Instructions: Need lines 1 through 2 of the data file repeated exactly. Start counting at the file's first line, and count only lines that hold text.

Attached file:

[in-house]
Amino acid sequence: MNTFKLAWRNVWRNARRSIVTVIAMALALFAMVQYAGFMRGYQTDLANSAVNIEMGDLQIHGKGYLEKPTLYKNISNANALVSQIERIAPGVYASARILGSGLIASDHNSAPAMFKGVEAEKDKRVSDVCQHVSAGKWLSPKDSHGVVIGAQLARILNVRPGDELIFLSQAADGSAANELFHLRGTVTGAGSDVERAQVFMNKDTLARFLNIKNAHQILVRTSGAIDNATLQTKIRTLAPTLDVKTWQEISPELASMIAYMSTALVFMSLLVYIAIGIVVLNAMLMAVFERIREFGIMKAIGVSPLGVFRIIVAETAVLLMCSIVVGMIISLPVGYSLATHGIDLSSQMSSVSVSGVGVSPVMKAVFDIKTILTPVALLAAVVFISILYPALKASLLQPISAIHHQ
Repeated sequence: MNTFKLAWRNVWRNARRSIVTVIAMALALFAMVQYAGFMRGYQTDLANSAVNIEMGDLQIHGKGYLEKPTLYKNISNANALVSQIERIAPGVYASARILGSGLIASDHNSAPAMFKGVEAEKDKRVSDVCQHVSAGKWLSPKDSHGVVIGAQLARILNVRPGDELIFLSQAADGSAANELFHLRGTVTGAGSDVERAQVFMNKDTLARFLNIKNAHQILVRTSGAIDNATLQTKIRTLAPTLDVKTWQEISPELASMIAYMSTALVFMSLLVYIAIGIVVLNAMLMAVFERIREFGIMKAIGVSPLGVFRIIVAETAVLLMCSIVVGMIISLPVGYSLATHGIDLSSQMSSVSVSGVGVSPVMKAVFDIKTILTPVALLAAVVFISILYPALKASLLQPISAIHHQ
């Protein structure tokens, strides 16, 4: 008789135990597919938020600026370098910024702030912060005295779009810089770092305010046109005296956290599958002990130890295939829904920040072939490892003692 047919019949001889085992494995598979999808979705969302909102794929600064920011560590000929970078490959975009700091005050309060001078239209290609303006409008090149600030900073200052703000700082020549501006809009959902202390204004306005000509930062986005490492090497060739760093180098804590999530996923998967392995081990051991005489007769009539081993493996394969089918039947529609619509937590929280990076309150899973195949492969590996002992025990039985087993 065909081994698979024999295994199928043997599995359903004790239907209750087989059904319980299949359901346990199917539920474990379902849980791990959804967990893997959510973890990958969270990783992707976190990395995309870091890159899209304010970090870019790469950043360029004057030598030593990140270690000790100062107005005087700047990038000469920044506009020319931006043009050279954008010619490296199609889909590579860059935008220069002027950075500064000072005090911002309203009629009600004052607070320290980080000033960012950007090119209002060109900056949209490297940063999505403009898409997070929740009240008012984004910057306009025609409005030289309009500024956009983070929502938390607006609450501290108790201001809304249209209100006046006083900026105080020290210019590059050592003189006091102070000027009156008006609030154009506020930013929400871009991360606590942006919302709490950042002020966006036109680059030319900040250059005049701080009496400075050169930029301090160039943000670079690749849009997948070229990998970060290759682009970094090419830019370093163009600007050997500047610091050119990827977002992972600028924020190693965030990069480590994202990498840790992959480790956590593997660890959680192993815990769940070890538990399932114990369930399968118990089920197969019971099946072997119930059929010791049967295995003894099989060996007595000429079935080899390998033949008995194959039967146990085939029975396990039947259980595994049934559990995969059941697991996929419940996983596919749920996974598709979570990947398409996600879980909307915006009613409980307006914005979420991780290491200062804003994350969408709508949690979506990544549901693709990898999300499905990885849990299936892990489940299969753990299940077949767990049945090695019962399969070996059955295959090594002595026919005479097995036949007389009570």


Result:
[in-house]
Amino acid sequence: MNTFKLAWRNVWRNARRSIVTVIAMALALFAMVQYAGFMRGYQTDLANSAVNIEMGDLQIHGKGYLEKPTLYKNISNANALVSQIERIAPGVYASARILGSGLIASDHNSAPAMFKGVEAEKDKRVSDVCQHVSAGKWLSPKDSHGVVIGAQLARILNVRPGDELIFLSQAADGSAANELFHLRGTVTGAGSDVERAQVFMNKDTLARFLNIKNAHQILVRTSGAIDNATLQTKIRTLAPTLDVKTWQEISPELASMIAYMSTALVFMSLLVYIAIGIVVLNAMLMAVFERIREFGIMKAIGVSPLGVFRIIVAETAVLLMCSIVVGMIISLPVGYSLATHGIDLSSQMSSVSVSGVGVSPVMKAVFDIKTILTPVALLAAVVFISILYPALKASLLQPISAIHHQ